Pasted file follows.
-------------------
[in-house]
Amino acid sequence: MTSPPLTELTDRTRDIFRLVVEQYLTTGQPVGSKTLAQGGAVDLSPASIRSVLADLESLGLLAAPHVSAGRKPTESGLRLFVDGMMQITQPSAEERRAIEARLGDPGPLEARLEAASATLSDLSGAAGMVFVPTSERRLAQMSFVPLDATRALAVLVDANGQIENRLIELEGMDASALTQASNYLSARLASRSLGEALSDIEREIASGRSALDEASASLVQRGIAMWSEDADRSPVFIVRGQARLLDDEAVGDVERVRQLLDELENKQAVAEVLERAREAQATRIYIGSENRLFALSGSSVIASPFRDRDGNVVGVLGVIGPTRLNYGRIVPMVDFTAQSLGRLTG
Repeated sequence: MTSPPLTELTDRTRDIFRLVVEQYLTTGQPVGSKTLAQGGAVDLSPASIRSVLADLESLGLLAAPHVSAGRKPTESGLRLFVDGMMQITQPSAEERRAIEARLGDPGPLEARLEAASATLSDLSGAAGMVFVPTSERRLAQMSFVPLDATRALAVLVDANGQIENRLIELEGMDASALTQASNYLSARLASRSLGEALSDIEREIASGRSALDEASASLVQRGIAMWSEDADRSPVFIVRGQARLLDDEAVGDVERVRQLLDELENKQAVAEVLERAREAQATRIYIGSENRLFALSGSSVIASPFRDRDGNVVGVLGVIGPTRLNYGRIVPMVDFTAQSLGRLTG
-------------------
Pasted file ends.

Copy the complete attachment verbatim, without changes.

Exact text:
[in-house]
Amino acid sequence: MTSPPLTELTDRTRDIFRLVVEQYLTTGQPVGSKTLAQGGAVDLSPASIRSVLADLESLGLLAAPHVSAGRKPTESGLRLFVDGMMQITQPSAEERRAIEARLGDPGPLEARLEAASATLSDLSGAAGMVFVPTSERRLAQMSFVPLDATRALAVLVDANGQIENRLIELEGMDASALTQASNYLSARLASRSLGEALSDIEREIASGRSALDEASASLVQRGIAMWSEDADRSPVFIVRGQARLLDDEAVGDVERVRQLLDELENKQAVAEVLERAREAQATRIYIGSENRLFALSGSSVIASPFRDRDGNVVGVLGVIGPTRLNYGRIVPMVDFTAQSLGRLTG
Repeated sequence: MTSPPLTELTDRTRDIFRLVVEQYLTTGQPVGSKTLAQGGAVDLSPASIRSVLADLESLGLLAAPHVSAGRKPTESGLRLFVDGMMQITQPSAEERRAIEARLGDPGPLEARLEAASATLSDLSGAAGMVFVPTSERRLAQMSFVPLDATRALAVLVDANGQIENRLIELEGMDASALTQASNYLSARLASRSLGEALSDIEREIASGRSALDEASASLVQRGIAMWSEDADRSPVFIVRGQARLLDDEAVGDVERVRQLLDELENKQAVAEVLERAREAQATRIYIGSENRLFALSGSSVIASPFRDRDGNVVGVLGVIGPTRLNYGRIVPMVDFTAQSLGRLTG